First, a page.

The friendship and intimacy between Gen. Washington and the Merediths was of long standing. Reese Meredith used to relate the anecdote as to its origin, which has been handed down to us in successive generations.
'In the fall of 1775 I happened to step into a coffee house to lunch. While sitting there, I noticed a genteel looking stranger sitting apart from the rest, reading a paper. I took the liberty of a friend to approach the young man and inquire his name. He replied that his name was George Washington of Virginia and that he was I Philadelphia on business in relation to the Indians. I invited him home to dine with us on fresh venison.'
This friendship lasted through life and was only broken by Washington's death in 1799.
On April 5, 17?? Col. Meredith was made a Brig. General. His military service ended Jan. 9, 1778 when he resigned his commission and returned to Philadelphia on account of the ill health of his father, Reese Meredith.
General Meredith took the oath of allegiance to the new State Government of PA August 7, 1777. In Nov. 1778 he was elected to the Assembly from the city of Philadelphia and was reelected in Nov. 1781. In the fall of 1779 he helped fit out the sloop named 'Mariah' -- commanded by John Lord, carrying 8 guns and 20 men. In the spring of 1780, he was one of the subscribers to a fund of $25,000 to help support the army. He was a director of the Bank of North America in 1781.
In August 1789 he was elected President of the Welsh Society of Philadelphia, which bore the title 'Royal Society of Ancient Britons.' On Nov. 26, 1786 Samuel Meredith was elected to Congress of the Confederation, serving until 1788 (two terms). On Aug. 9, 1789 he was appointed by Washington, surveyor of the port of Philadelphia, Sept. 11, 1789, appointed comptroller of the Currency, or treasurer, which office he held for 12 years and 6 months. During the first years he resided in New York, in a house on Broadway, opposite the Presidential Mansion. Resided in Washington in 1800-1801, when he retired, due to ill health and financial embarrassment. His private affairs had been sadly neglected during his official life.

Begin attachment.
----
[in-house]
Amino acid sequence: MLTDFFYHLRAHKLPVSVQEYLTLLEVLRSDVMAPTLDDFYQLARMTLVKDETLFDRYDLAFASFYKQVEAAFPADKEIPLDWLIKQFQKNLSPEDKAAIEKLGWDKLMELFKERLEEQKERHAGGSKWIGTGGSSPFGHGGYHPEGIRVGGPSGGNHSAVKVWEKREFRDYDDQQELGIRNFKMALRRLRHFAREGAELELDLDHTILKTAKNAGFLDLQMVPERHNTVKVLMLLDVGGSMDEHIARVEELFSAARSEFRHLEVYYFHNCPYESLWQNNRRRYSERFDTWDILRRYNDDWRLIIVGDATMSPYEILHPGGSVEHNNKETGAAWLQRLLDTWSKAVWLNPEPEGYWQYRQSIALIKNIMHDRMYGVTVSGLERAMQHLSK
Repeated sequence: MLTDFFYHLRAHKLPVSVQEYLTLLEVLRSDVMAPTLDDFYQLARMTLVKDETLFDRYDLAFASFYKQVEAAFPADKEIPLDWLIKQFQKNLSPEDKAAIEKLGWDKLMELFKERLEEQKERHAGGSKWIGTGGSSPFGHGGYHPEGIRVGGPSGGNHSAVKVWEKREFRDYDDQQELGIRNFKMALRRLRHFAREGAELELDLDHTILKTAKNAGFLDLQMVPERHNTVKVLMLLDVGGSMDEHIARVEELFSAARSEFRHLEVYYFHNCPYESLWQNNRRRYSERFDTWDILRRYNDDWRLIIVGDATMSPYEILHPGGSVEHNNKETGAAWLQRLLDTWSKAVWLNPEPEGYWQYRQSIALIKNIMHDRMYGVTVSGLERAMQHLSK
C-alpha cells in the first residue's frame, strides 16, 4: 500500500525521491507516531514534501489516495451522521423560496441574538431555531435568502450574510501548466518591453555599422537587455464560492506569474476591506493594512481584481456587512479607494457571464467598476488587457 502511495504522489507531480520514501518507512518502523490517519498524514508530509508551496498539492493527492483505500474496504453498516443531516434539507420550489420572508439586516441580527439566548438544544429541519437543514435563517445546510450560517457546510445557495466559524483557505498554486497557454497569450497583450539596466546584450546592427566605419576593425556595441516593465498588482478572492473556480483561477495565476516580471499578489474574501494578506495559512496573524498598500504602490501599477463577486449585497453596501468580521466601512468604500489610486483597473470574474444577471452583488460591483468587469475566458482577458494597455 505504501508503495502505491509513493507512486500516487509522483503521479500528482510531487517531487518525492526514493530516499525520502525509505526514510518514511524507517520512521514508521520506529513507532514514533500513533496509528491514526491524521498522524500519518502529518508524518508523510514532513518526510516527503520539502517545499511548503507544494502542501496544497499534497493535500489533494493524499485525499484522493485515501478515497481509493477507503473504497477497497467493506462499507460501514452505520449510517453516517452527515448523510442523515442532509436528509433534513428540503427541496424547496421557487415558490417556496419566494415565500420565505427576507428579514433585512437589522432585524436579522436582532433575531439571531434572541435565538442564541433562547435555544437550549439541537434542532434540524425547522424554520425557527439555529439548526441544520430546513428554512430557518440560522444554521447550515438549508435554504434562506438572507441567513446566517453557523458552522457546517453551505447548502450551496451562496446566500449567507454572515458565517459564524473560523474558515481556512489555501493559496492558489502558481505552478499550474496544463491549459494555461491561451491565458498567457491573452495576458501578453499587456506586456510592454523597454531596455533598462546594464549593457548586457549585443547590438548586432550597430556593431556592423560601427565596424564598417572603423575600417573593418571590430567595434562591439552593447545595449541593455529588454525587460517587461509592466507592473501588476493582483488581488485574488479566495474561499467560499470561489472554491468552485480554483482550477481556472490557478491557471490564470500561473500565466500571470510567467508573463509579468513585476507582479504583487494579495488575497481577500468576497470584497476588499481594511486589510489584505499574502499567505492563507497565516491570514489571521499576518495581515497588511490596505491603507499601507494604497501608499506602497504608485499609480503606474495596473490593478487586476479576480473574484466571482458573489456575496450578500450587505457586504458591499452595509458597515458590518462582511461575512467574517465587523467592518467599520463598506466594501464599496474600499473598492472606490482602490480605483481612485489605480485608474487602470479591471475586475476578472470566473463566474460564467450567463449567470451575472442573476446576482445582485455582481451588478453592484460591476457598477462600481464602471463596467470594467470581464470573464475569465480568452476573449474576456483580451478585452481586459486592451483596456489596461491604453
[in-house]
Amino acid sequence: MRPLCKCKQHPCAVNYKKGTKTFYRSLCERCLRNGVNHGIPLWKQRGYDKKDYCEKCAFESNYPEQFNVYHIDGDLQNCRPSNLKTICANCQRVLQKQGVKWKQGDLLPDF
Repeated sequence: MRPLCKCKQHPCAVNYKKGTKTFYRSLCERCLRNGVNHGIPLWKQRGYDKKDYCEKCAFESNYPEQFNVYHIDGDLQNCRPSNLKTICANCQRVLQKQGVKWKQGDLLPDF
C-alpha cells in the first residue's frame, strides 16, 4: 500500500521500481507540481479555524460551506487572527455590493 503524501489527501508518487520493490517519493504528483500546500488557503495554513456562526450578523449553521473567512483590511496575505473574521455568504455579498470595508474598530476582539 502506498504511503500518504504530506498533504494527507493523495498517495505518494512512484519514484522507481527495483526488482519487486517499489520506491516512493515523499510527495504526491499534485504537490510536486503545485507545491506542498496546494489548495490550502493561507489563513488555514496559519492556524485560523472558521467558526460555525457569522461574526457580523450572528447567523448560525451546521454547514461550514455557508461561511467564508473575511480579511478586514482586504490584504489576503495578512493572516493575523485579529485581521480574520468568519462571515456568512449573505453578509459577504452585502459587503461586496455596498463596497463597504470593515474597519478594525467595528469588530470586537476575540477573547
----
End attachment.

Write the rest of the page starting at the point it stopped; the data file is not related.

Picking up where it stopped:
Sept. 4, 1801, Thomas Jefferson wrote a letter to Samuel Meredith commending him for his integrity and propriety to his duties.
General Meredith retired to an estate in Wayne County, PA, called Belmont. His estate was 20 miles in length and 2 miles in breadth and contained nearly 26,000 acres -- purchased in the years 1796 to 1812. He erected a dwelling on it, about a mile from Mt. Pleasant, at a cost of $6,000. Here he spent the remaining 16 years of his life in agricultural pursuits and developing his vast estate.
With his brother-in-law, George Clymer, he purchased vast tracts of wild land situated in Bradford, Luzerne, Sullivan, Pike, Susquehanna, Delaware and Schuykill Counties, also in West Virginia and Eastern Kentucky -- in all about 500,000 acres. He died at Belmont on Monday, Feb. 10, 1817. He was 76 years old. His wife survived him nearly 4 years, dying Sept. 20, 1820. They were both buried in private grounds of the family on the Manor Tract, where now a monument in the General's honor stands over their graves.
We know of no better personal description of the General than the following; taken from a letter written by the venerable Alvah Norton of Aldenville -- a great grandson of Gen. Meredith. The letter was dated June 30, 1877. Mr. Norton was then 81.
'Received your letter dated June 20, 1877, concerning Samuel Meredith. In reply to your first inquiry, I remember an elderly gentleman attired in dress coat and knee breeches of navy blue broadcloth, shoes and silken hose, gold buckles at the knees and shoes, buff or white vest, ruffled shirt front and ruffles at the wrist, falling over dainty hands, hair powdered and worn in a queue and tied with a ribbon the color of his coat. In height about 5 feet and 10 inches, straight as an arrow, spare of flesh, a well balanced head, bright restless blue eyes under a well developed forehead, an aquiline nose, a firm mouth and a decided chin. I have often seen him walking the porch of his residence, hands linked behind him, with nervous movements oftentimes thinking aloud.
There hung, in the old days, in the parlor at Belmont a portrait of him taken, I judge, about the age of forty, which was considered by the family to have an exacting likeness.
Of his habits in like, I may not be a competent judge. He kept a colored housekeeper named Rachael, who I think came with the family from Philadelphia. She always insisted that after his death 'Old Massa' visited the sleeping rooms after the occupants were asleep to see if the lights were out -- an invariable habit of his as long as he lived.
His daughters were expected to take such care of their personal appearance as though living in Philadelphia. They were always in full dress at dinner. Three hours were occupied at the dinner table daily and ceremony was observed.'
One of Gen. Meredith's sons, Thomas, was a lawyer by profession.